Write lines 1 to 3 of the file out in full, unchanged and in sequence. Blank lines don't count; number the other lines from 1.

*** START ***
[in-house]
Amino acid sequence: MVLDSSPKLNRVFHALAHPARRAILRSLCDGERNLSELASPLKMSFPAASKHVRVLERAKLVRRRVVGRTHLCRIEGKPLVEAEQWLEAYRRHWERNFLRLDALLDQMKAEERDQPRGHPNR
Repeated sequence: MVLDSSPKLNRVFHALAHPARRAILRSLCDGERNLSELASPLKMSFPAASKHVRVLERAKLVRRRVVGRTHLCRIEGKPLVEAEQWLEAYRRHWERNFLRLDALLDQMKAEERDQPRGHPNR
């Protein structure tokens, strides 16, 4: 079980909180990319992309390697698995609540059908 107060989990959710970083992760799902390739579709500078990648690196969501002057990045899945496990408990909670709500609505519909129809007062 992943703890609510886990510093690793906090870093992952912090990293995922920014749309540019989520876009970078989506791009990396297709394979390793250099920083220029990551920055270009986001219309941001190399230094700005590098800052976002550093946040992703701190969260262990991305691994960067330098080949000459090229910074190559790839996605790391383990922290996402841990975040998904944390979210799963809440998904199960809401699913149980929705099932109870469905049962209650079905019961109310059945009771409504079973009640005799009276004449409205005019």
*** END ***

[in-house]
Amino acid sequence: MVLDSSPKLNRVFHALAHPARRAILRSLCDGERNLSELASPLKMSFPAASKHVRVLERAKLVRRRVVGRTHLCRIEGKPLVEAEQWLEAYRRHWERNFLRLDALLDQMKAEERDQPRGHPNR
Repeated sequence: MVLDSSPKLNRVFHALAHPARRAILRSLCDGERNLSELASPLKMSFPAASKHVRVLERAKLVRRRVVGRTHLCRIEGKPLVEAEQWLEAYRRHWERNFLRLDALLDQMKAEERDQPRGHPNR